Reed: Quite honestly we had a number of guys kind of like you said, for various reasons, take Aaron Judge -- I know that he signed and was hurt the whole first year so you're sitting there going 'you know what do we got here' because we really hadn't seen him. And watching him go through the first year and the progression, and showing what type of player he is, you're like 'holy cow, this guy is pretty impressive'. Aaron Judge's initial year was very exciting. Greg Bird had a really good year [in 2013] and then tweaked his back in Spring Training and he gets off to a later start, and then ends up jumping levels and winning the MVP of the Fall League. Then you're like wait a second, he shows up in a big way. Luis Severino [is another one]. You have to remember this is the first year that I've seen these guys because I had just come back into the organization. I remember in June going into Tampa and watching Severino pitch against the Phillies behind the plate and going 'look at this guy'. He was extremely exciting and had a huge year. I think Tyler Austin, not only in overcoming his hand injury, the issue with his wrist, watching his second half turn around from a first half where he might have been getting over the hand issues and getting some confidence [back] in it, and then watching him making his adjustments and finishing up strong and kind of like you said, put himself back on the map. That's to name just a few. Being back for the first year and going through the organization level by level I was pleasantly surprised. There's some quality there, there's some quality at every level.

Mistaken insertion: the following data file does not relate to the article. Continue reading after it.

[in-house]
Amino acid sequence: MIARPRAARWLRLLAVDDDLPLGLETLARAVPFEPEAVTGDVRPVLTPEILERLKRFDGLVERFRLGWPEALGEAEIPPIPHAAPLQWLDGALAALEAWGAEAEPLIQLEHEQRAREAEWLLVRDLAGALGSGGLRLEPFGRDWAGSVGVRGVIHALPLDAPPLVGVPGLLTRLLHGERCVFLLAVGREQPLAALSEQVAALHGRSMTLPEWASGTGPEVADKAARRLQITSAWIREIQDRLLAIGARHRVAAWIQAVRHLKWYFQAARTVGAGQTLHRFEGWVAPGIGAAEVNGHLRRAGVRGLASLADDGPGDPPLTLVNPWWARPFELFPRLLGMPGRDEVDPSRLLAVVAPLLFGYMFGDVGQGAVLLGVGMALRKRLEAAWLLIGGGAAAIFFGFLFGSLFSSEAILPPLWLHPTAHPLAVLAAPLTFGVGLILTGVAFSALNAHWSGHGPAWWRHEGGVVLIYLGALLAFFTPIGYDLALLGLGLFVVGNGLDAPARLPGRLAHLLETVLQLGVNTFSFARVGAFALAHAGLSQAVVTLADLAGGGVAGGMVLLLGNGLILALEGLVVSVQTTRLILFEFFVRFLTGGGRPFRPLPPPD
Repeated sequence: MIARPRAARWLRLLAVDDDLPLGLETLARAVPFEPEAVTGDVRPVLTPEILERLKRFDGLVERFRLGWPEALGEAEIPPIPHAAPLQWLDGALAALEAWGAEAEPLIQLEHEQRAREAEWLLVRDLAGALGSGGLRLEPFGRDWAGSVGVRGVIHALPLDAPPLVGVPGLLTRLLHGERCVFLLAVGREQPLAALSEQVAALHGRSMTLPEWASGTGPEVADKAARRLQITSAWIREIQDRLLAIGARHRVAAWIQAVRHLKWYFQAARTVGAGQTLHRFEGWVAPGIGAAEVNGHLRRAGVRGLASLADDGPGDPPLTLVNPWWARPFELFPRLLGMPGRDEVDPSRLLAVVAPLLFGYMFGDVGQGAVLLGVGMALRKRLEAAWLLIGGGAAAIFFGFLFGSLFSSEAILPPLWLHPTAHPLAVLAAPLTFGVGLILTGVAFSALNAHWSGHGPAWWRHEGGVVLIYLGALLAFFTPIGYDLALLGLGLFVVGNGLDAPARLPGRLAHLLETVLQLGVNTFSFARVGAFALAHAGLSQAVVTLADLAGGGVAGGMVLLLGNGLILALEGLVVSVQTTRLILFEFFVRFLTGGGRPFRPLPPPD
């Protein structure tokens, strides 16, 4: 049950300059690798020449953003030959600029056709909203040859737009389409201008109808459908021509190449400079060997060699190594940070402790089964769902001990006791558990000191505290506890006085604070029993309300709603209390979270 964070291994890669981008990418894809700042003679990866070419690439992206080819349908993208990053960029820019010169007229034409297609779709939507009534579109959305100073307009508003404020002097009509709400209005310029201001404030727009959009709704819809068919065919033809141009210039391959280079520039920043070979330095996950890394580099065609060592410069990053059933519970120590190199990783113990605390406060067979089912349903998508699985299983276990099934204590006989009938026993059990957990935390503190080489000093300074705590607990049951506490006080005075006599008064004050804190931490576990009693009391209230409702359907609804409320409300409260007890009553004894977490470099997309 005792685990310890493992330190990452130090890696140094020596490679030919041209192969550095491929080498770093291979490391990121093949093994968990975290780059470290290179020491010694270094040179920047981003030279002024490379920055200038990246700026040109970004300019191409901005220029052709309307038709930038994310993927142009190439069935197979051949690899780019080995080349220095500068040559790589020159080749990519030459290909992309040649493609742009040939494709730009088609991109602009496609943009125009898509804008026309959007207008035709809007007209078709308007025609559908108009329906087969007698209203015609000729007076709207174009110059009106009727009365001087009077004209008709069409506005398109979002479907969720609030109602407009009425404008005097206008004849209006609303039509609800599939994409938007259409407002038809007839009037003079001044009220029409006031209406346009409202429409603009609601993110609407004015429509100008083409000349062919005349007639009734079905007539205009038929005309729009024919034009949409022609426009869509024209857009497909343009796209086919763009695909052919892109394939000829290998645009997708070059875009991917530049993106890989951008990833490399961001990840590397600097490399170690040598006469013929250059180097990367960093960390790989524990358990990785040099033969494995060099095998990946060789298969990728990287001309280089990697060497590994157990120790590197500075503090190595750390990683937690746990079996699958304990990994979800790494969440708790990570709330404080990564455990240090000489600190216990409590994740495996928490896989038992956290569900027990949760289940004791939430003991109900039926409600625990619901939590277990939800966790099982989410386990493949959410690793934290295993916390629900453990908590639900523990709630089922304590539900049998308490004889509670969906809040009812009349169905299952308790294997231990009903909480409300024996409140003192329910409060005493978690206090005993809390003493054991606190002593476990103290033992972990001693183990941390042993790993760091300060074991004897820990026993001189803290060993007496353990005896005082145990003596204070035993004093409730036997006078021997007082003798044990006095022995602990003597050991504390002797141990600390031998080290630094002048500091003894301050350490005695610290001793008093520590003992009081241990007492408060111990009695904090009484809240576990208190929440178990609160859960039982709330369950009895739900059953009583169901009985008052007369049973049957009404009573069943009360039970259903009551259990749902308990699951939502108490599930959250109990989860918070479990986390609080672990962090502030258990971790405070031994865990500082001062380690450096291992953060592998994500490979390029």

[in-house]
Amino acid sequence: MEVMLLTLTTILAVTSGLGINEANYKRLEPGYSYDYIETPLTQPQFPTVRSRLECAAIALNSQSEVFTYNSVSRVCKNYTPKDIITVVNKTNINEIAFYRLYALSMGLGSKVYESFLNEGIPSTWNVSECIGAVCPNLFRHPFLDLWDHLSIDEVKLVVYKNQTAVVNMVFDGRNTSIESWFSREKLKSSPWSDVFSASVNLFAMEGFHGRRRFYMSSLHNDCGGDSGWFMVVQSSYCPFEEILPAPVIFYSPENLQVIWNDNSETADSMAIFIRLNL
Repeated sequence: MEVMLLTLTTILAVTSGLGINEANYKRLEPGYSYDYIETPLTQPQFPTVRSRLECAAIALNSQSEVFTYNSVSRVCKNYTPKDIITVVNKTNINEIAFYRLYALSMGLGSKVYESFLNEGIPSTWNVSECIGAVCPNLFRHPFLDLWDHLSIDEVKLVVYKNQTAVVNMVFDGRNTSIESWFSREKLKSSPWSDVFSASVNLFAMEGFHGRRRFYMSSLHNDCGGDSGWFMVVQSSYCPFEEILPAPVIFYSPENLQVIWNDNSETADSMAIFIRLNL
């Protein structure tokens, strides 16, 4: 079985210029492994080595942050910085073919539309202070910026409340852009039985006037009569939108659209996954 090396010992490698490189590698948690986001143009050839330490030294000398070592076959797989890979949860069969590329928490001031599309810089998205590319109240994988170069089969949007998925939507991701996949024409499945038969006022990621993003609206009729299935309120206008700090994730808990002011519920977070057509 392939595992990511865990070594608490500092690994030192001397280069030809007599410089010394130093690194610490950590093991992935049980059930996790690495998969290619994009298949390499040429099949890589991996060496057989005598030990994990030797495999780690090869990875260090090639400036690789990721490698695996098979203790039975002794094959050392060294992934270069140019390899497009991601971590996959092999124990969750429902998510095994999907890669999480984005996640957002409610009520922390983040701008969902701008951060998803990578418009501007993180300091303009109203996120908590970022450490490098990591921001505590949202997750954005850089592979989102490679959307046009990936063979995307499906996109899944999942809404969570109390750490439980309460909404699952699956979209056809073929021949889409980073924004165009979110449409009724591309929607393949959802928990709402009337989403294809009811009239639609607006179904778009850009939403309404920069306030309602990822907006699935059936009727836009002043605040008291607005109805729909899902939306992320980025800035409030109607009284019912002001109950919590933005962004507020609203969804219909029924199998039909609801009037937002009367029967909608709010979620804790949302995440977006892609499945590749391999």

PinstripesPlus.com: Well that was going to be one of my questions to you Jody because you had been gone for a while and you must have heard the national opinions that the farm system wasn't very good. Did that national opinion jive with what you saw last year? I thought entering the year last season that the farm system was vastly underrated and I thought last year's overall performance kind of validated that thought. Do you get that sense?